Takazawa or Tapas Molecular Bar
Hi, I am planning my food trip to Japan, but sadly with limited budget, I need to make the choices.
I scored reservation at Narisawa and Kozue at Park Hyatt.
Now I am deciding between Takazawa or the Tapas Molecular Bar.
Any suggestion would be much appreciated.
No no no to Kozue.
I went there once and the food was minuscule, and not particularly special, and the place was quiet in a way that was not fun.
Dishes (i.e., plates & bowls as opposed to food) were gorgeous though.
Go to Ishikawa or Nagazumi instead.
Or if you want to experience the Park Hyatt, just have drinks and nibbles at the New York Bar (no reservations, sitting at the big open granite table is fun).
I have not been to Narisawa but it sounds great.
Takazawa and Tapas are both fun. Takazawa is 'more important' and better food and longer meal. But I would take either of these over Kozue.
re: Uncle Yabai
Indeed. And not weird in a good way. I will never forget how Narisawa managed to destroy perfectly good foie gras terrine by blasting it with liquid nitrogen. Gratuitous nonsense. Or how they drowned a dish in very concentrated squid ink sauce that killed off the delicate, subtly-flavoured ingredients in that dish.
The atmosphere was a bit stiff and formal. Perfectly polite service, but not warm. Not a place to relax. But because the wankerati from the international press rate it and some celebrity chefs endorsed it, it is now touted as one of the best restaurants in Asia. It's not even the best restaurant in Minami Aoyama.
Narisawa - hugely overrated, overpriced and emperor's-new-clothesy. To be avoided at all costs, unless jumping on the international press bandwagon is something you would like to do.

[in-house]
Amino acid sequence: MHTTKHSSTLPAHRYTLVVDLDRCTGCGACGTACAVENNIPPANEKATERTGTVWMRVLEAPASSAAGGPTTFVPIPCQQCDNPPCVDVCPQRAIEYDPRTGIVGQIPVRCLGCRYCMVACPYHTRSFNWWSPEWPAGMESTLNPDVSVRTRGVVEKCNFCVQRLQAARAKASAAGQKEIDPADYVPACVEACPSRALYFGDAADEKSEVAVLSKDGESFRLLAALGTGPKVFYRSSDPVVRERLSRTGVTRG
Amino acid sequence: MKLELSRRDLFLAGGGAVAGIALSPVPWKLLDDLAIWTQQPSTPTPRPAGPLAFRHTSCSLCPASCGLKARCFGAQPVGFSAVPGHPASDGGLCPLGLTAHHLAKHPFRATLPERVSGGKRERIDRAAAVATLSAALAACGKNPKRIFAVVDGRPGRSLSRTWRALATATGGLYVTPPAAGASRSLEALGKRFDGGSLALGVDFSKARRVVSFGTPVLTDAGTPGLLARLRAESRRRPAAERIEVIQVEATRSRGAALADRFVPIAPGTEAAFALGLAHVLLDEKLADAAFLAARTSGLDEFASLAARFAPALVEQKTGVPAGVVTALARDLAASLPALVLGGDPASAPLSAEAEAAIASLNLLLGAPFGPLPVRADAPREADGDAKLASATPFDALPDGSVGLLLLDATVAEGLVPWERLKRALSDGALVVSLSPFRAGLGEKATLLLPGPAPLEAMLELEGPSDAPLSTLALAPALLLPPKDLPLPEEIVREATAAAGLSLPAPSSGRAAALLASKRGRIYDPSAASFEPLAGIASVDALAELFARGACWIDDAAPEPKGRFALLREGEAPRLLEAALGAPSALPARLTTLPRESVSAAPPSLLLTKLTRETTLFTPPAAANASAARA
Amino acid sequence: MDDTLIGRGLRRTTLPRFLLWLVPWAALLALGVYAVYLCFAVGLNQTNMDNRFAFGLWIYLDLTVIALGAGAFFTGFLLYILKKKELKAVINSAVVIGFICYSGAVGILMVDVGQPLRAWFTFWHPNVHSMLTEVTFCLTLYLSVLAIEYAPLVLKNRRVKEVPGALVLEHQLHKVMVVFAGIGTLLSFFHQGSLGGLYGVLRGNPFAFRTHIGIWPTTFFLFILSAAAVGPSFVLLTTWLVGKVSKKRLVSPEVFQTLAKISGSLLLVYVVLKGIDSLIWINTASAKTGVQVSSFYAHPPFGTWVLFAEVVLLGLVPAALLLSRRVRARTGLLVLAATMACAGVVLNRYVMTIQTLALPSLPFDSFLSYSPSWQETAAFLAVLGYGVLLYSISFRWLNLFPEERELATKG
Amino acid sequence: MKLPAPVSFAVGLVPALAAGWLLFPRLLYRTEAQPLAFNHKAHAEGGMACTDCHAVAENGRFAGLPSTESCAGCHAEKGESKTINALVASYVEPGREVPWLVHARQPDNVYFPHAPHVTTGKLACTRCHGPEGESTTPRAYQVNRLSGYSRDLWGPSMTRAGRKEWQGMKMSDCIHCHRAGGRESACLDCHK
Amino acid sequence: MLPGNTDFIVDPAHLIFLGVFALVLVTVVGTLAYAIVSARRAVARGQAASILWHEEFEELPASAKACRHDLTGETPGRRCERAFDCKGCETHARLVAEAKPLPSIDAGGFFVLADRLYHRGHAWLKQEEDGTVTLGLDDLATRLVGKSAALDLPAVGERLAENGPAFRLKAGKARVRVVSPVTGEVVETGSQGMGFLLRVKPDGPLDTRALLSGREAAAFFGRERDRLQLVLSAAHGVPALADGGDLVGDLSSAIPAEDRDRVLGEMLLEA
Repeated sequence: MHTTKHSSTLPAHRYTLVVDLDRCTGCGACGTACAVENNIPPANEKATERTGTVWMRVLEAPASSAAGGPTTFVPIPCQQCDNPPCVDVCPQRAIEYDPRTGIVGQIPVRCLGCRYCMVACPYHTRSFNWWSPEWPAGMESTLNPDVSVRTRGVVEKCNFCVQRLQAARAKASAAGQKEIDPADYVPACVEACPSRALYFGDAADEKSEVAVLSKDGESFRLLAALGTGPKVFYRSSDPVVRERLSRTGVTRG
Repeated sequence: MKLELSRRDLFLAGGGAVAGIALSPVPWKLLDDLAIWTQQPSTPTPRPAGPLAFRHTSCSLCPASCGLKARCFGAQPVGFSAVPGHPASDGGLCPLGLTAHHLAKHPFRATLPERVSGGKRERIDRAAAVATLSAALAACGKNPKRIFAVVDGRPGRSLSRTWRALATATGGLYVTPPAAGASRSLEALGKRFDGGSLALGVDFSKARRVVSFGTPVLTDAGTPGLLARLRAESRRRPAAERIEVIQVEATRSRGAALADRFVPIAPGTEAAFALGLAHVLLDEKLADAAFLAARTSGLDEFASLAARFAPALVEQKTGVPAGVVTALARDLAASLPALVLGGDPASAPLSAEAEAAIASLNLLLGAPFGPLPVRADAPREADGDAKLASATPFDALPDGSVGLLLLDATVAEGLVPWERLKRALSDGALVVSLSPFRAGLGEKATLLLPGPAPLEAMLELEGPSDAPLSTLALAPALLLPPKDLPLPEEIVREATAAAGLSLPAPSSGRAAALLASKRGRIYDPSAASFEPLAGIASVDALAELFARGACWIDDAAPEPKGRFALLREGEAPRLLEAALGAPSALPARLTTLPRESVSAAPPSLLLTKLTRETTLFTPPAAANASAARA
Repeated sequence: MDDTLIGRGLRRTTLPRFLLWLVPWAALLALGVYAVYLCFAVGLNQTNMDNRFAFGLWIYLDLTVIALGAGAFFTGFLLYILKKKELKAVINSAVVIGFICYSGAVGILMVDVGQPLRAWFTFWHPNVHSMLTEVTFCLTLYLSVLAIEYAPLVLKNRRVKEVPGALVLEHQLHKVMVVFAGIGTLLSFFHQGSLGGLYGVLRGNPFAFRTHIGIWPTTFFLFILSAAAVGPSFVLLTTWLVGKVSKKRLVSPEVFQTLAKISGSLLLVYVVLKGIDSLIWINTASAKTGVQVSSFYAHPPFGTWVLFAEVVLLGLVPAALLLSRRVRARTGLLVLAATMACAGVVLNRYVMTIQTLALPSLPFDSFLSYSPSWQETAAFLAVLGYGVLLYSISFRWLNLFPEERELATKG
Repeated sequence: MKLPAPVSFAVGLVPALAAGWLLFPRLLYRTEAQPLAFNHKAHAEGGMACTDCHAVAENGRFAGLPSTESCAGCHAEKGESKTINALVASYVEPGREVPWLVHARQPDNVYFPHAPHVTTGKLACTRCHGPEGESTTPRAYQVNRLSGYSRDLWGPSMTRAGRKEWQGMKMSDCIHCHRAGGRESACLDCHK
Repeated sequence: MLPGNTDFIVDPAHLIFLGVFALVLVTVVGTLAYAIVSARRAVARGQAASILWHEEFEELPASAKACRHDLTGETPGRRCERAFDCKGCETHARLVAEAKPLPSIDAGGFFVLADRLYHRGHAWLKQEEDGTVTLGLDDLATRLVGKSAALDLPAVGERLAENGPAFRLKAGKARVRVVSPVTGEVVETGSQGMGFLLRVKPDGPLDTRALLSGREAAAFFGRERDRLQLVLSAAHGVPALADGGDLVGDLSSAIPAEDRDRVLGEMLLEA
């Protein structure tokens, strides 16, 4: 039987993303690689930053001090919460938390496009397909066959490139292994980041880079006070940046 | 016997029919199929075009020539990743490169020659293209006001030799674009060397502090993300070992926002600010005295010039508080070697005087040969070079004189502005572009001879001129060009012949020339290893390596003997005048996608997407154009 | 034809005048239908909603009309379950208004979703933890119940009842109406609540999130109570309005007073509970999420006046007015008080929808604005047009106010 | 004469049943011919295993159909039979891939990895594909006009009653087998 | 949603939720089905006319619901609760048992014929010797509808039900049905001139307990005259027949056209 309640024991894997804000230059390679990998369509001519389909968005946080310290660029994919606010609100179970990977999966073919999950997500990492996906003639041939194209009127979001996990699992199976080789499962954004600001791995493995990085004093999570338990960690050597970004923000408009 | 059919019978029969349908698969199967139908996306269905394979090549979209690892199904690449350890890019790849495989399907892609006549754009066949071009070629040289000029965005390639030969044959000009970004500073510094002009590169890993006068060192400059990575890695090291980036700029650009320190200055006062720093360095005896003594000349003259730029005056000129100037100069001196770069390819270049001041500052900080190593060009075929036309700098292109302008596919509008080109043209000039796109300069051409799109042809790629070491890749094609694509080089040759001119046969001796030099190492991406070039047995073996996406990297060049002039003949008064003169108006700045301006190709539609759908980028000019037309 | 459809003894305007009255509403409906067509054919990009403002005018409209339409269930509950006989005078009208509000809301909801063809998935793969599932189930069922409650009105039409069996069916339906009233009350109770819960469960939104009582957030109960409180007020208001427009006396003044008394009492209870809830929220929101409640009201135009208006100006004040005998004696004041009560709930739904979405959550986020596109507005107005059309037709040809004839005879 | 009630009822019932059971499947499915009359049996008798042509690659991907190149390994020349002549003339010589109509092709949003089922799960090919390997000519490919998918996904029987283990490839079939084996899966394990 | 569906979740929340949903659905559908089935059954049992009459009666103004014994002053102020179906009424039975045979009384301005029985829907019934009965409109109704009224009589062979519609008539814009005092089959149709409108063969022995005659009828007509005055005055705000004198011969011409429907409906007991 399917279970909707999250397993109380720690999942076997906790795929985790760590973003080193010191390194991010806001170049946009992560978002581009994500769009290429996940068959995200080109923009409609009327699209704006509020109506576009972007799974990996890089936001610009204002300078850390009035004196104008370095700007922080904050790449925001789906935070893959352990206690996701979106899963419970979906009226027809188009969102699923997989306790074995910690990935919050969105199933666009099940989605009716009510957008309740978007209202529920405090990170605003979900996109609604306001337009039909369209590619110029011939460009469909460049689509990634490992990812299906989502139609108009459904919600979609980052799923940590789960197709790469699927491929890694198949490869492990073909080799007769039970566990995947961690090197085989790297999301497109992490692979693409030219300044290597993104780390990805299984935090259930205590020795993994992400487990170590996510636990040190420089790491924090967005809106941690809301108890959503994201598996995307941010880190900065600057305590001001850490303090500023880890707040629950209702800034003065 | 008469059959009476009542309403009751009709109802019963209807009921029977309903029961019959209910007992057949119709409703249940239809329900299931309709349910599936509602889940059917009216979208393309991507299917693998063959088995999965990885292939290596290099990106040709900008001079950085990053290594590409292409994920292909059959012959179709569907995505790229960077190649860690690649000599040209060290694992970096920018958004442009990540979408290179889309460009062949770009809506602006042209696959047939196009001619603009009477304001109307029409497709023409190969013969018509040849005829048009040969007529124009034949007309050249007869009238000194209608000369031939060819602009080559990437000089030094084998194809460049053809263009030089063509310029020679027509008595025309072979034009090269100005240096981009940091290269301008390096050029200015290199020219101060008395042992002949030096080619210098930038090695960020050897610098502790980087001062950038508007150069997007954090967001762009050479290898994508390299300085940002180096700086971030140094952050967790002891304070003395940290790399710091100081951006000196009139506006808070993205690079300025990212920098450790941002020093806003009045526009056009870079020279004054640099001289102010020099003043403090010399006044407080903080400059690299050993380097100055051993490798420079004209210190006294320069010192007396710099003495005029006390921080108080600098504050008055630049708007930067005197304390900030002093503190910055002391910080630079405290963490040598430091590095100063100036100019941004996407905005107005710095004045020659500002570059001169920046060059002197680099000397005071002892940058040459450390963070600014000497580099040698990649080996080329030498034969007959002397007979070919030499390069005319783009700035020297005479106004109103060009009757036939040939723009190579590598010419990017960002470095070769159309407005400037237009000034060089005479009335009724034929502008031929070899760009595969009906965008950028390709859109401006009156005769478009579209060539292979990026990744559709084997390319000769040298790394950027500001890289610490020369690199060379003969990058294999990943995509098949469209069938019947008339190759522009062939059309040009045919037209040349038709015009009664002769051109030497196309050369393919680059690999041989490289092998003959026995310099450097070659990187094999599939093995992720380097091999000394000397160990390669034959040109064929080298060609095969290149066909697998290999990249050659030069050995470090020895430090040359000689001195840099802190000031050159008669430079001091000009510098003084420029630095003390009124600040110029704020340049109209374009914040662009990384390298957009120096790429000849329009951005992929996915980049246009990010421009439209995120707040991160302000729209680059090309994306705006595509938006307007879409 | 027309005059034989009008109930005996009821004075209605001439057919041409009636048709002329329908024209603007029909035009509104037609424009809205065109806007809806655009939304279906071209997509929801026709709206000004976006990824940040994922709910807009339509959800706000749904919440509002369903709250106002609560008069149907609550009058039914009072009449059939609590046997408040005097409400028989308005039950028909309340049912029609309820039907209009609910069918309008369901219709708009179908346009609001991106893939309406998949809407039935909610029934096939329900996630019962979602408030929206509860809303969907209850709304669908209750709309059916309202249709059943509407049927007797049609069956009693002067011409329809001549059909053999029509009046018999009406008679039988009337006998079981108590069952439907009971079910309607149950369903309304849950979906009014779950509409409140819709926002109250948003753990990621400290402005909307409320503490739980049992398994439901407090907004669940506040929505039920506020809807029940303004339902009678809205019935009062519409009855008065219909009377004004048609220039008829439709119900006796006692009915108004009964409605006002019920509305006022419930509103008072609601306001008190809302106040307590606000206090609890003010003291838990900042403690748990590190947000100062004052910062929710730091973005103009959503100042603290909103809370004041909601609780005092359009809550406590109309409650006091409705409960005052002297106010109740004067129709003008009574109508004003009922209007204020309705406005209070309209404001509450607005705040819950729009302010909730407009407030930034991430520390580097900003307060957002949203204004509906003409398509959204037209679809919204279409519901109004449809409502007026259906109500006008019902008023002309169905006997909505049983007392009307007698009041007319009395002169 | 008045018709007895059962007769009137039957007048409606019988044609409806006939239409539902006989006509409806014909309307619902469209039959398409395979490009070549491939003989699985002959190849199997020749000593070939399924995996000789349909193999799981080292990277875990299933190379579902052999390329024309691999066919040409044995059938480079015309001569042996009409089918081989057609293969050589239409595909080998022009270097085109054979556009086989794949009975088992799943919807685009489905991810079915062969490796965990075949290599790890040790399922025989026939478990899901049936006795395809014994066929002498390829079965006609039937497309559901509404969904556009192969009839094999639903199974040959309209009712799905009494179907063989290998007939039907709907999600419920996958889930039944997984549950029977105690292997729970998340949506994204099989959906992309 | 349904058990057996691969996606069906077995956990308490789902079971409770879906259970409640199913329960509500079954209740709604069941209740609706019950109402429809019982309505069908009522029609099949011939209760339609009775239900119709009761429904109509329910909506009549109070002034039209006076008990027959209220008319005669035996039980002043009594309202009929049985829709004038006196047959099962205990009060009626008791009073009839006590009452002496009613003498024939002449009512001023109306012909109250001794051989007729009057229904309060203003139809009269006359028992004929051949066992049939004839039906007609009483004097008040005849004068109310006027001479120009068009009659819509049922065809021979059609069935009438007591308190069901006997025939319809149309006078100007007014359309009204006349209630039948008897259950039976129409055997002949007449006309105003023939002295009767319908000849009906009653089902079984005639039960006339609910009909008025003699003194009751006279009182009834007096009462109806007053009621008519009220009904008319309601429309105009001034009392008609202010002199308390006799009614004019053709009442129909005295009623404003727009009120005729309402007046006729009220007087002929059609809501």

Takazawa and Molecular Tapas Bar are two very different places. It's like asking if you should go to a Japanese or an Italian restaurant - the answer is go italian if you fancy Italian, and go Japanese if you fancy Japanese.
Takazawa is not really a molecular restaurant. They employ some of those methods (the occasional liquid nitrogen etc), but it is not at the forefront at all. It's basically quite innovative cuisine using Japanese ingredients to create Japanese dishes with a European slant (and some of the dishes happen to employ techniques you would associate with places like the Molecular Tapas Bar). What you get is a 7, 9 or 11 course menu of actual courses. Also, it is a proper restaurant with three tables and an all-evening experience.
The Molecular Tapas Bar is basically a gimmicky "meal" of 25 or so little molecular dishes, prepared in gimmicky fashion in front of 7 people looking at the chef as he does his thing and explains the process. There are two sittings (I think 6-8:30 and 8:30 - end, though I last went about 6 years ago so who knows if that has changed), and behind you is a huge space with many people as it is in the middle of a hotel (i.e., the set-up and atmosphere are also completely different from Takazawa).
I find the Molecular Tapas Bar quite fun (though going once or twice was enough, at least for me, though I did very much enjoy it) and if you are into that sort of thing, you should go and explore it.
In other words, either option is fine, but don't decide thinking that you are comparing like and like. Decide on the basis of whether you want a proper molecular experience (with a zero Japanese angle), or a full meal of innovative Japanese/French/European food that also features molecular techniques.
Kozue - I agree with pauliface.
Asomania, thanks. Yeah, I was very uncertain with Narizawa, I always like to try new thing but wasn't too sure if I would enjoy paying load of money for things like dirt soup etc etc.
I now got a reservation for both Takazawa for a proper meal and the Tapas bar just for the experience.
Personally would love to go to Ryugin, but their reservation process is a pain.
Any how, any other recommendation and tips would be much appreciated.
I would also recommend Tofuya Ukai. They are in a Kyoto-tea-house-like setting right by Tokyo Tower.
Service in private rooms of a multi-course, traditional, tofu-centric-but-not-exclusively-so meal is by kimono-clad waitresses.
I have had lunch there twice and would consider it for dinner as well.
G'day, I will visit Japan with my family in September. Can you please advise how to persuade the high end restaurant accept children at school age to dine in together for special occasion birthday celebration.